Through innumerable kinships, natures are knit together this way and that, until the world hangs in a web of frith. So man draws souls into his circle. For the present age, the war-cry is: rule. Be master of the earth, subdue creation is the watch-word running through our time, and it looks as if this commandment sympathetically strikes the heart-note of our culture and ever sets the pace not only for its actions but also for its speculations. All hypotheses anent past ages in the history of our race hinge on the assumption that man has made his way through an everlasting battle, and that civilization is the outcome of man's struggle for existence. But modern civilization with its cry for mastery and its view of life as a continuous strife is too narrow a base for hypotheses to make history intelligible. The evolutionary theory of an all-embracing struggle for food and survival is only an ætiological myth, as the ethnologists have it, a simple contrivance to explain modern European civilization by throwing our history, its competition and its exclusive interest in material progress back on the screen of the past. When ancient and primitive cultures are presented in the light of modern economical problems, all the proportions and perspectives are disturbed; some aspects are thrown into relief, other aspects are pushed into the shade, without regard to the harmony inherent in the moral and intellectual life of other peoples; and the view as a whole is far more falsified by such capricious playing of searchlights than by any wilful distorting of facts.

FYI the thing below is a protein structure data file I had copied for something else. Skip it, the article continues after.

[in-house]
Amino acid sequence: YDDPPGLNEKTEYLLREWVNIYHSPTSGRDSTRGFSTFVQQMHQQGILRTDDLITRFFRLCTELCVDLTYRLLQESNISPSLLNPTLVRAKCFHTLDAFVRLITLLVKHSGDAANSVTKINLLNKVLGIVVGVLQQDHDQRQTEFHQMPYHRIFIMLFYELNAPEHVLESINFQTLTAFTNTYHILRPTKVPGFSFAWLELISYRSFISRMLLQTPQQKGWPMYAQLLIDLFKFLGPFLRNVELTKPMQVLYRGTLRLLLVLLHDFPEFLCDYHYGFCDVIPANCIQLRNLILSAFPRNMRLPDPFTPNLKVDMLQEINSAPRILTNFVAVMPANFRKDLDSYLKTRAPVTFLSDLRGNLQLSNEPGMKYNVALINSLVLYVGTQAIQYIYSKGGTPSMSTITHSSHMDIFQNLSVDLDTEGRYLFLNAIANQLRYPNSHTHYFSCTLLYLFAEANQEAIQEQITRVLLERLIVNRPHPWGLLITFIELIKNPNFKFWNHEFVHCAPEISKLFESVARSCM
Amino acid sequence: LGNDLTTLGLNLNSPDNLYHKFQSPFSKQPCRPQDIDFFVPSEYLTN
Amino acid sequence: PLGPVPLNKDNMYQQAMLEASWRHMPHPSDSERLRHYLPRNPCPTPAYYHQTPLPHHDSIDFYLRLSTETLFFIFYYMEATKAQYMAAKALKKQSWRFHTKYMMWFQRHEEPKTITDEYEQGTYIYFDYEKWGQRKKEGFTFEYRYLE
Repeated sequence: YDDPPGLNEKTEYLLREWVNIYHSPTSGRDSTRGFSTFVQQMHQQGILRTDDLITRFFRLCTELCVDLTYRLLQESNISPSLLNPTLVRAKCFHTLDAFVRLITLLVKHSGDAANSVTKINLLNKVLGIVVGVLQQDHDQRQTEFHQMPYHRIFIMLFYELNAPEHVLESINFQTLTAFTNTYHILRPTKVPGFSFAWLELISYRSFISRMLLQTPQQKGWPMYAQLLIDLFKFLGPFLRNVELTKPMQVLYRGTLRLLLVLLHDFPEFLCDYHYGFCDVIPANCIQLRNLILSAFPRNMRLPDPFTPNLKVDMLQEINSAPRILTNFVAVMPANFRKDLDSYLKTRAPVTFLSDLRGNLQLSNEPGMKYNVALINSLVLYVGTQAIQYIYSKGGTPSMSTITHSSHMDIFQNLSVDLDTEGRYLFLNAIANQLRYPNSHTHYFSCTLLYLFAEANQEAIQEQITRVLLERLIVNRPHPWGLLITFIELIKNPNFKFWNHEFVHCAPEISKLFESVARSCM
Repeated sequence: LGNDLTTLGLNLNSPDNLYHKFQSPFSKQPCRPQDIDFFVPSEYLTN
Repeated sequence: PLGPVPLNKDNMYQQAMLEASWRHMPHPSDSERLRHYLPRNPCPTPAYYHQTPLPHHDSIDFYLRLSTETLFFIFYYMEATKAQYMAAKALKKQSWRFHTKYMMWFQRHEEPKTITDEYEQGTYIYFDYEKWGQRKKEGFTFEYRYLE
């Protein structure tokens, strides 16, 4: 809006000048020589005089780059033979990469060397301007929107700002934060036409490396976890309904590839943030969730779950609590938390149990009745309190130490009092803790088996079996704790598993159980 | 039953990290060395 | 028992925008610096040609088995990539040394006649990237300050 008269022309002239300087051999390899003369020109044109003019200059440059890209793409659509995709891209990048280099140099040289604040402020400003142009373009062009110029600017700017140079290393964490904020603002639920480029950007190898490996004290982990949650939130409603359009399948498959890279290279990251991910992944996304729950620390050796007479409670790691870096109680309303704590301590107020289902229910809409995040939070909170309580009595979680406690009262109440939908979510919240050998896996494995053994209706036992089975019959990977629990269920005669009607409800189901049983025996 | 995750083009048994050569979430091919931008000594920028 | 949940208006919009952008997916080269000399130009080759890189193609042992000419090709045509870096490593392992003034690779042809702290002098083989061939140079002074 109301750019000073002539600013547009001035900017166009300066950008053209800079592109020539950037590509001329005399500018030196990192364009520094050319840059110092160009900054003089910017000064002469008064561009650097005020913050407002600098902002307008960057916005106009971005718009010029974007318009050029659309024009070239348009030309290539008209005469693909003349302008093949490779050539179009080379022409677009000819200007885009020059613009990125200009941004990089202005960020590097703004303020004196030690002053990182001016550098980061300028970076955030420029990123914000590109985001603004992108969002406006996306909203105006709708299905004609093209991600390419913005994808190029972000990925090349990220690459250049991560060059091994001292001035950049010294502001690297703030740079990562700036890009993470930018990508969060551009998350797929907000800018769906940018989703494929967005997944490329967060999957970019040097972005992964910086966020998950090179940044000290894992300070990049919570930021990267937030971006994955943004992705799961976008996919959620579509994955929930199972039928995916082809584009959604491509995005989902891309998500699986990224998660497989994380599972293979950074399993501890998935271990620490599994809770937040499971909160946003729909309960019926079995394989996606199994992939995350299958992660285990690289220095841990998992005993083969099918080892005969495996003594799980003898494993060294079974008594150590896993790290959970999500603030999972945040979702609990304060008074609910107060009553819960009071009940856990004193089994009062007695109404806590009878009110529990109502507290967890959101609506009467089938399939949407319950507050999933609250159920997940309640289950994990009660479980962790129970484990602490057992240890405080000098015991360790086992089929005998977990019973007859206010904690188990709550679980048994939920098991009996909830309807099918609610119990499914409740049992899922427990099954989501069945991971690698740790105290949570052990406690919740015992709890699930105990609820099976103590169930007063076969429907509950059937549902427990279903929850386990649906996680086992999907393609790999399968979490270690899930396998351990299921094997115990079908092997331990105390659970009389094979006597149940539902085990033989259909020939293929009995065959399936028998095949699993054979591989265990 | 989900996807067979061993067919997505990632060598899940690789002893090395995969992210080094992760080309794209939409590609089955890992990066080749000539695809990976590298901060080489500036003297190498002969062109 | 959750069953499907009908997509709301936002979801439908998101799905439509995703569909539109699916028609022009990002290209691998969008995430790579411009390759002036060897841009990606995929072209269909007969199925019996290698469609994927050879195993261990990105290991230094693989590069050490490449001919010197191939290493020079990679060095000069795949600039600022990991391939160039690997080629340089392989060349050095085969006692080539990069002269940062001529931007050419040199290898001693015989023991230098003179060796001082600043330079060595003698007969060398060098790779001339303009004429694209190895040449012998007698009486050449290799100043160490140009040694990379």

The key-note of ancient culture is not conflict, neither is it mastery, but conciliation and friendship. Man strives to make peace with the animals, the trees and the powers that be, or deeper still, he wants to draw them into himself and make them kin of his kin, till he is unable to draw a fast line between his own life and that of the surrounding nature. Culture is too complex — and we may add too unprofitable — a thing to be explained by man's toil for the exigencies and sweets of life, and the play of his intellect and imagination has never —until recent times perhaps — been dominated by the quest of food or clothing. The struggle for daily bread and for the maintenance of life until the morrow is generally a very keen one in early society, and it seems that the exertion calls for the exercise of all faculties and powers. But as a creature struggling for food, man is a poor economist; at any rate he is a bad hand at limiting his expenditure of energy to the needs of the day. There is more than exertion in his work; there is an overshooting force, evidence that the energy which drives him is something more complex than the mere instinct of existence. He is urged on by an irresistible impulse to take up the whole of nature in himself, to make it, by his active sympathy, something human, to make it heore.